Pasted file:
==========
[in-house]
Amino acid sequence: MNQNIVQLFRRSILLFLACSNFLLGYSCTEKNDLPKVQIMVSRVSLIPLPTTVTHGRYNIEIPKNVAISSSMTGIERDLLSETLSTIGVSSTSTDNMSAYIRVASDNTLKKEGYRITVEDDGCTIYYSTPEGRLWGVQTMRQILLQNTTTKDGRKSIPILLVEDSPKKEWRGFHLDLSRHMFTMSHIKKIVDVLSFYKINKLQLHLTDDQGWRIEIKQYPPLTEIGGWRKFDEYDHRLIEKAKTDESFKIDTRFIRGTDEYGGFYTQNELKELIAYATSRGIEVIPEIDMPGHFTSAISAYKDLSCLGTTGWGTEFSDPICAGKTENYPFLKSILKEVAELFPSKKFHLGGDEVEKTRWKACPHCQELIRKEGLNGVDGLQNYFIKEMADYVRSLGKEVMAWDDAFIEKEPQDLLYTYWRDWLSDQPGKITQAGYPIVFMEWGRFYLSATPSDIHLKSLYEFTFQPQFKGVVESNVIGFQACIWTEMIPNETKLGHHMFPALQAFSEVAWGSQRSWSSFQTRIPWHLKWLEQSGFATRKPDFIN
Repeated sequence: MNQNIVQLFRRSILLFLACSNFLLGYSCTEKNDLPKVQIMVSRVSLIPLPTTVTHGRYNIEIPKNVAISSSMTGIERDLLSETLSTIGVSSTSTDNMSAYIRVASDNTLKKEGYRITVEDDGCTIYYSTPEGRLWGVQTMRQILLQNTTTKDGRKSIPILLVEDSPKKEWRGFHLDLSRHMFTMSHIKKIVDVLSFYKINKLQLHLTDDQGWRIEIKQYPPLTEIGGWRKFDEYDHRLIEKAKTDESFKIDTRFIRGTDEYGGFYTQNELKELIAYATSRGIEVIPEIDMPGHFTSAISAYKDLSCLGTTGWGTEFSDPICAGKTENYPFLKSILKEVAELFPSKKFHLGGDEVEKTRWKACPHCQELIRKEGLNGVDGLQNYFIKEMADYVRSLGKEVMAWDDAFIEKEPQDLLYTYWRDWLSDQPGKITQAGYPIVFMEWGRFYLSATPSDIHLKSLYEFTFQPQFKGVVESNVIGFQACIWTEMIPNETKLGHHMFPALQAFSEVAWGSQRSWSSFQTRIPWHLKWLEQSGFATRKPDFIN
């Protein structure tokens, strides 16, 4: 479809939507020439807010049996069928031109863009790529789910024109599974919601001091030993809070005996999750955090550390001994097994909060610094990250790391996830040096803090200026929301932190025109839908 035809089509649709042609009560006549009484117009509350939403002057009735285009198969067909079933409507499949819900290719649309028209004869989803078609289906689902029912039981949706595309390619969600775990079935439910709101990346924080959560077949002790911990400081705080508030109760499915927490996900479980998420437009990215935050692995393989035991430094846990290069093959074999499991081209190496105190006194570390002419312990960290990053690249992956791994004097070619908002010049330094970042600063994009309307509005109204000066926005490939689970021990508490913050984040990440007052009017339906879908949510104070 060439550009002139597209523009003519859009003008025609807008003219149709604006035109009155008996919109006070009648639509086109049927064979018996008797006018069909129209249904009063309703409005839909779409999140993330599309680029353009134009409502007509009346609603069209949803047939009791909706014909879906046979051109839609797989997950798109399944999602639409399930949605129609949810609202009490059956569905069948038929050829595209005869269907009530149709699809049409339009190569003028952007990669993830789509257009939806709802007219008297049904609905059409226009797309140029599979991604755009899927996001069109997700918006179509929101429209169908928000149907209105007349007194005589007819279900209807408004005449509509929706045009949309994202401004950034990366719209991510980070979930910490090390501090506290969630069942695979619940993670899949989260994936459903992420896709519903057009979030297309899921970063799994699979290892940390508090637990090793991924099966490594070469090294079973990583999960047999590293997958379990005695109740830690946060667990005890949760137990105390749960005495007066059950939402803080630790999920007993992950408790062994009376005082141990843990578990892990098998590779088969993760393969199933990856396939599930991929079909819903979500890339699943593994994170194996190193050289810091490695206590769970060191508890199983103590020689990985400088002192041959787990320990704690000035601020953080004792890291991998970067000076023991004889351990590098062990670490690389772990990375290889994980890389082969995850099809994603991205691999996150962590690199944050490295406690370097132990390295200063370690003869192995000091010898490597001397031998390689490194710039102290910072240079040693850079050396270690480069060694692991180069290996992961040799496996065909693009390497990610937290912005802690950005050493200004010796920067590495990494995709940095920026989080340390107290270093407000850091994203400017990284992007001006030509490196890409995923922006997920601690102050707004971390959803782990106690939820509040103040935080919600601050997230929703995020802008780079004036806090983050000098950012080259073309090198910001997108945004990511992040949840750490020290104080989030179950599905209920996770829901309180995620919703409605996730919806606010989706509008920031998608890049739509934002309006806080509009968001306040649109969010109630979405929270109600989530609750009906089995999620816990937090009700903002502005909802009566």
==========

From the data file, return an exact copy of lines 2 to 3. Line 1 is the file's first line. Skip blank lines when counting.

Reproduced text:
Amino acid sequence: MNQNIVQLFRRSILLFLACSNFLLGYSCTEKNDLPKVQIMVSRVSLIPLPTTVTHGRYNIEIPKNVAISSSMTGIERDLLSETLSTIGVSSTSTDNMSAYIRVASDNTLKKEGYRITVEDDGCTIYYSTPEGRLWGVQTMRQILLQNTTTKDGRKSIPILLVEDSPKKEWRGFHLDLSRHMFTMSHIKKIVDVLSFYKINKLQLHLTDDQGWRIEIKQYPPLTEIGGWRKFDEYDHRLIEKAKTDESFKIDTRFIRGTDEYGGFYTQNELKELIAYATSRGIEVIPEIDMPGHFTSAISAYKDLSCLGTTGWGTEFSDPICAGKTENYPFLKSILKEVAELFPSKKFHLGGDEVEKTRWKACPHCQELIRKEGLNGVDGLQNYFIKEMADYVRSLGKEVMAWDDAFIEKEPQDLLYTYWRDWLSDQPGKITQAGYPIVFMEWGRFYLSATPSDIHLKSLYEFTFQPQFKGVVESNVIGFQACIWTEMIPNETKLGHHMFPALQAFSEVAWGSQRSWSSFQTRIPWHLKWLEQSGFATRKPDFIN
Repeated sequence: MNQNIVQLFRRSILLFLACSNFLLGYSCTEKNDLPKVQIMVSRVSLIPLPTTVTHGRYNIEIPKNVAISSSMTGIERDLLSETLSTIGVSSTSTDNMSAYIRVASDNTLKKEGYRITVEDDGCTIYYSTPEGRLWGVQTMRQILLQNTTTKDGRKSIPILLVEDSPKKEWRGFHLDLSRHMFTMSHIKKIVDVLSFYKINKLQLHLTDDQGWRIEIKQYPPLTEIGGWRKFDEYDHRLIEKAKTDESFKIDTRFIRGTDEYGGFYTQNELKELIAYATSRGIEVIPEIDMPGHFTSAISAYKDLSCLGTTGWGTEFSDPICAGKTENYPFLKSILKEVAELFPSKKFHLGGDEVEKTRWKACPHCQELIRKEGLNGVDGLQNYFIKEMADYVRSLGKEVMAWDDAFIEKEPQDLLYTYWRDWLSDQPGKITQAGYPIVFMEWGRFYLSATPSDIHLKSLYEFTFQPQFKGVVESNVIGFQACIWTEMIPNETKLGHHMFPALQAFSEVAWGSQRSWSSFQTRIPWHLKWLEQSGFATRKPDFIN